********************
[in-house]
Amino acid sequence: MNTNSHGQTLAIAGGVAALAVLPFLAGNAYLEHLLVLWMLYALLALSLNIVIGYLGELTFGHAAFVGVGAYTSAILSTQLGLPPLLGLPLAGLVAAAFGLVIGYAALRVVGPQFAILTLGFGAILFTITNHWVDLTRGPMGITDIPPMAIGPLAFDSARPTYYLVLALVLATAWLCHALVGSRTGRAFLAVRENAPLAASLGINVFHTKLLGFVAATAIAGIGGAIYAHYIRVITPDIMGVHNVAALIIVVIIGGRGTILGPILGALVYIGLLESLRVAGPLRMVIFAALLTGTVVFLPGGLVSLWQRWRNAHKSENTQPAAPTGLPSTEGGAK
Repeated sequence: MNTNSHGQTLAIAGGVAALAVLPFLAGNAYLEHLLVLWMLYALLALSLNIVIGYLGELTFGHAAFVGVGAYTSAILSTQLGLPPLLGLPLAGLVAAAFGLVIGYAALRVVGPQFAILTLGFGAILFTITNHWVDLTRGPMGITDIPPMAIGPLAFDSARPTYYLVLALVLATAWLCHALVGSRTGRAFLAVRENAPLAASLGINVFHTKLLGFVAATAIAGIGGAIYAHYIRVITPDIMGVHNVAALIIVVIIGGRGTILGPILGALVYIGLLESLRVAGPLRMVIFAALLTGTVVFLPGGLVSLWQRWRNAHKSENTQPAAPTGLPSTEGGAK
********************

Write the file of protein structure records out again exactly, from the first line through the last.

[in-house]
Amino acid sequence: MNTNSHGQTLAIAGGVAALAVLPFLAGNAYLEHLLVLWMLYALLALSLNIVIGYLGELTFGHAAFVGVGAYTSAILSTQLGLPPLLGLPLAGLVAAAFGLVIGYAALRVVGPQFAILTLGFGAILFTITNHWVDLTRGPMGITDIPPMAIGPLAFDSARPTYYLVLALVLATAWLCHALVGSRTGRAFLAVRENAPLAASLGINVFHTKLLGFVAATAIAGIGGAIYAHYIRVITPDIMGVHNVAALIIVVIIGGRGTILGPILGALVYIGLLESLRVAGPLRMVIFAALLTGTVVFLPGGLVSLWQRWRNAHKSENTQPAAPTGLPSTEGGAK
Repeated sequence: MNTNSHGQTLAIAGGVAALAVLPFLAGNAYLEHLLVLWMLYALLALSLNIVIGYLGELTFGHAAFVGVGAYTSAILSTQLGLPPLLGLPLAGLVAAAFGLVIGYAALRVVGPQFAILTLGFGAILFTITNHWVDLTRGPMGITDIPPMAIGPLAFDSARPTYYLVLALVLATAWLCHALVGSRTGRAFLAVRENAPLAASLGINVFHTKLLGFVAATAIAGIGGAIYAHYIRVITPDIMGVHNVAALIIVVIIGGRGTILGPILGALVYIGLLESLRVAGPLRMVIFAALLTGTVVFLPGGLVSLWQRWRNAHKSENTQPAAPTGLPSTEGGAK